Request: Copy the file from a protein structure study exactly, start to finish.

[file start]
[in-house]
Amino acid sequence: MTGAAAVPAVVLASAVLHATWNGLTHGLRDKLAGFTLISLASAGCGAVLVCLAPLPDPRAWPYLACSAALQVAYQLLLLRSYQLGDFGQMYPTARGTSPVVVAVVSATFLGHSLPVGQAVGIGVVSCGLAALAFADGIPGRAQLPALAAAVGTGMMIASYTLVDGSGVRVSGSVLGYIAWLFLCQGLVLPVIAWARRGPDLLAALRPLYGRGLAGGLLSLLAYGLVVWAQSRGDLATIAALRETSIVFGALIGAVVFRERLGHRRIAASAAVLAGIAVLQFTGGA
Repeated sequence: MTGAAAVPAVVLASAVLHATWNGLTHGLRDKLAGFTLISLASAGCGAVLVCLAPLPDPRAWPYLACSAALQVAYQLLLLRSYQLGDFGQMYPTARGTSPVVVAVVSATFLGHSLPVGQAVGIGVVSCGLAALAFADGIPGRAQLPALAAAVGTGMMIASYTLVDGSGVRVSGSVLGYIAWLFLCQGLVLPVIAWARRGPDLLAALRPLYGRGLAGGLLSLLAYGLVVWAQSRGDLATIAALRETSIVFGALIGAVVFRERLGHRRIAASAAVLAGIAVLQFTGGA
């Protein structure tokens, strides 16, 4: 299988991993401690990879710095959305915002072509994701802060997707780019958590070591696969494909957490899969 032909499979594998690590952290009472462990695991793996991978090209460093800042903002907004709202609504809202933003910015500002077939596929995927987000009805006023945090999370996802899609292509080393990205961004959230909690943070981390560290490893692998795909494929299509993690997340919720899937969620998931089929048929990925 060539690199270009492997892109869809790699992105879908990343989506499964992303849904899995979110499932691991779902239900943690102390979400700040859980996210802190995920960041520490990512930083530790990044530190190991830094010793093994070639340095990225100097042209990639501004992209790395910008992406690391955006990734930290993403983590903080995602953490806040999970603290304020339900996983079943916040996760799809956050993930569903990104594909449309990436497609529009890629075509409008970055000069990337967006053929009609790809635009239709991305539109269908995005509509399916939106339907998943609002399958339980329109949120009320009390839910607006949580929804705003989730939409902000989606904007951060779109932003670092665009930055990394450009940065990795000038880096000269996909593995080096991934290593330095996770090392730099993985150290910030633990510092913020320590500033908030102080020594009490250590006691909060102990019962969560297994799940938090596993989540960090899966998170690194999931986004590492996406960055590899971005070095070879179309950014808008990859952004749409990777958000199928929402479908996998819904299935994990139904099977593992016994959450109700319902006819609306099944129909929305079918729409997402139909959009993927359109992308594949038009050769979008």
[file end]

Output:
[in-house]
Amino acid sequence: MTGAAAVPAVVLASAVLHATWNGLTHGLRDKLAGFTLISLASAGCGAVLVCLAPLPDPRAWPYLACSAALQVAYQLLLLRSYQLGDFGQMYPTARGTSPVVVAVVSATFLGHSLPVGQAVGIGVVSCGLAALAFADGIPGRAQLPALAAAVGTGMMIASYTLVDGSGVRVSGSVLGYIAWLFLCQGLVLPVIAWARRGPDLLAALRPLYGRGLAGGLLSLLAYGLVVWAQSRGDLATIAALRETSIVFGALIGAVVFRERLGHRRIAASAAVLAGIAVLQFTGGA
Repeated sequence: MTGAAAVPAVVLASAVLHATWNGLTHGLRDKLAGFTLISLASAGCGAVLVCLAPLPDPRAWPYLACSAALQVAYQLLLLRSYQLGDFGQMYPTARGTSPVVVAVVSATFLGHSLPVGQAVGIGVVSCGLAALAFADGIPGRAQLPALAAAVGTGMMIASYTLVDGSGVRVSGSVLGYIAWLFLCQGLVLPVIAWARRGPDLLAALRPLYGRGLAGGLLSLLAYGLVVWAQSRGDLATIAALRETSIVFGALIGAVVFRERLGHRRIAASAAVLAGIAVLQFTGGA
């Protein structure tokens, strides 16, 4: 299988991993401690990879710095959305915002072509994701802060997707780019958590070591696969494909957490899969 032909499979594998690590952290009472462990695991793996991978090209460093800042903002907004709202609504809202933003910015500002077939596929995927987000009805006023945090999370996802899609292509080393990205961004959230909690943070981390560290490893692998795909494929299509993690997340919720899937969620998931089929048929990925 060539690199270009492997892109869809790699992105879908990343989506499964992303849904899995979110499932691991779902239900943690102390979400700040859980996210802190995920960041520490990512930083530790990044530190190991830094010793093994070639340095990225100097042209990639501004992209790395910008992406690391955006990734930290993403983590903080995602953490806040999970603290304020339900996983079943916040996760799809956050993930569903990104594909449309990436497609529009890629075509409008970055000069990337967006053929009609790809635009239709991305539109269908995005509509399916939106339907998943609002399958339980329109949120009320009390839910607006949580929804705003989730939409902000989606904007951060779109932003670092665009930055990394450009940065990795000038880096000269996909593995080096991934290593330095996770090392730099993985150290910030633990510092913020320590500033908030102080020594009490250590006691909060102990019962969560297994799940938090596993989540960090899966998170690194999931986004590492996406960055590899971005070095070879179309950014808008990859952004749409990777958000199928929402479908996998819904299935994990139904099977593992016994959450109700319902006819609306099944129909929305079918729409997402139909959009993927359109992308594949038009050769979008």